Author Contributions

All the authors contributed to the development of this study. A.A. is a Ph.D. candidate; he developed the proposed metric along with its main analytical quantifications under the close supervision of the other authors. Both O.M. and T.Z. provided valuable insights, additions, and modifications in the development and implementation process. They have also reviewed and edited the original manuscript that was written by A.A. All authors read and approved the final manuscript.


This research received no external funding.


The authors would like to thank Khalid Shahata, Corporate Asset Manager, at the City of London, Ontario, for providing the data needed for the development and implementation purposes. His valuable insights about the current practices of managing and maintaining the WDN at the City of London are highly appreciated. The authors would also like to thank the anonymous reviewers for their helpful and constructive comments that helped in improving the final version of the paper.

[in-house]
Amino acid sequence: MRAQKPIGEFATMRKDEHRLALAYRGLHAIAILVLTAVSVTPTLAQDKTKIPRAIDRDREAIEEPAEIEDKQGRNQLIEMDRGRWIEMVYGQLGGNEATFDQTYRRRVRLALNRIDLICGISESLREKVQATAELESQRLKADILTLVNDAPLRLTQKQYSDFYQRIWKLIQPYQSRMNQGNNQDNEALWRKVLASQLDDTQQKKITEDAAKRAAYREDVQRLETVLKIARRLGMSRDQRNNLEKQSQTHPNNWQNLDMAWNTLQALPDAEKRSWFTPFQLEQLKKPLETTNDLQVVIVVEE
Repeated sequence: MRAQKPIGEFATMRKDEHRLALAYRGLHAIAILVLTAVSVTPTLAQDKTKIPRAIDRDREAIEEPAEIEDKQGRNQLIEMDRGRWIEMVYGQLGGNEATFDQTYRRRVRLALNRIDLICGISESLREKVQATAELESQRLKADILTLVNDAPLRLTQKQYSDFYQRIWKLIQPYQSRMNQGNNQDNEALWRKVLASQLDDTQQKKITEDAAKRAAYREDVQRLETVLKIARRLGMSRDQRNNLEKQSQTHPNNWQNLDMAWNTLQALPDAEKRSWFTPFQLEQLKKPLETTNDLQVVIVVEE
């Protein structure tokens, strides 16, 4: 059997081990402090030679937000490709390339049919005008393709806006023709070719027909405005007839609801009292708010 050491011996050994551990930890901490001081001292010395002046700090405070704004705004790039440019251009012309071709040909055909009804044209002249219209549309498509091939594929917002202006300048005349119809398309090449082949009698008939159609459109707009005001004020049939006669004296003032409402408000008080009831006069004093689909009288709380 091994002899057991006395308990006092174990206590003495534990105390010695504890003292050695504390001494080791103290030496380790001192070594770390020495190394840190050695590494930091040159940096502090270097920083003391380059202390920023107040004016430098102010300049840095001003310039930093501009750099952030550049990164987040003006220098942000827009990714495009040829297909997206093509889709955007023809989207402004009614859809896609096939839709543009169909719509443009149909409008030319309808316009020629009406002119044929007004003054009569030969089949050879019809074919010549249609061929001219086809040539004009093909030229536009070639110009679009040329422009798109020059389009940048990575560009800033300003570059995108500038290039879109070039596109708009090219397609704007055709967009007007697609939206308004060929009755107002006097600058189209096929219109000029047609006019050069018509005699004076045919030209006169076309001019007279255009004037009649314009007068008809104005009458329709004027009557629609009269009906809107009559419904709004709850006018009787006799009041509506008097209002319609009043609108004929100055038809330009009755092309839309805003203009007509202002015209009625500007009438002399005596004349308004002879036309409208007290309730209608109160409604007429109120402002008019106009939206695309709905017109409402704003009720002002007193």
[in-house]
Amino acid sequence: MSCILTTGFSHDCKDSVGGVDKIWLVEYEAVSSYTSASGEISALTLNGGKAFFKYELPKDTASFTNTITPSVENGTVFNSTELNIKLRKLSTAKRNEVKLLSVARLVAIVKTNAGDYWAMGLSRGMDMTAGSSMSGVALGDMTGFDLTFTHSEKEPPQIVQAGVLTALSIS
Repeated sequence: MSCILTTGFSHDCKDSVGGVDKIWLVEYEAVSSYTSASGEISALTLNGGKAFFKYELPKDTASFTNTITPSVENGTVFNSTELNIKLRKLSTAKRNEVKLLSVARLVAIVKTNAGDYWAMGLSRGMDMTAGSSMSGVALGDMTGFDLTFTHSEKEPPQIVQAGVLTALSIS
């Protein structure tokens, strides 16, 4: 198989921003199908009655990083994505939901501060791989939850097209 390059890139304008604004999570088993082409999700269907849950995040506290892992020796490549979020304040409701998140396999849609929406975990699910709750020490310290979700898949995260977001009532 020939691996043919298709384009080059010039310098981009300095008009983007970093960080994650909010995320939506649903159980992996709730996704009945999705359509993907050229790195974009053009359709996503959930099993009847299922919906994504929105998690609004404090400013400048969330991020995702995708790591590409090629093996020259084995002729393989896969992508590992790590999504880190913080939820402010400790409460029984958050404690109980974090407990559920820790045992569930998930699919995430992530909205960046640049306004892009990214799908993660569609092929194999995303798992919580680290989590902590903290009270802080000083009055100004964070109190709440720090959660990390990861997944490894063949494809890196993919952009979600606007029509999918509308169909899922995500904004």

Conflicts of Interest

The authors declare no conflict of interest.

Appendix A

This section provides a sample of unweighted, weighted, and limited matrices. These matrices were obtained in the steps of finding the weights of criticality factors following the fuzzy analytical network process technique. These weights are used in Equation (5) to find the criticality index of each pipe segment.
Table A1. Unweighted supermatrix.
Table A1. Unweighted supermatrix.
WMC 1EF 2EVF 3SF 4S 5M 6ID 7A 8SST 9WS 10D 11TD 12AR 13TF 14
1 Water mains criticality; 2 economic factors; 3 environmental factors; 4 social factors; 5 pipeline size; 6 pipeline material; 7 installation depth; 8 accessibility; 9 soil type; 10 proximity to water streams; 11 population density; 12 traffic disruption; 13 alternative route; 14 type of facility.
Table A2. Weighted supermatrix.
Table A2. Weighted supermatrix.
WMC 1EF 2EVF 3SF 4S 5M 6ID 7A 8SST 9WS 10D 11TD 12AR 13TF 14
1 Water mains criticality; 2 economic factors; 3 environmental factors; 4 social factors; 5 pipeline size; 6 pipeline material; 7 installation depth; 8 accessibility; 9 soil type; 10 proximity to water streams; 11 population density; 12 traffic disruption; 13 alternative route; 14 type of facility.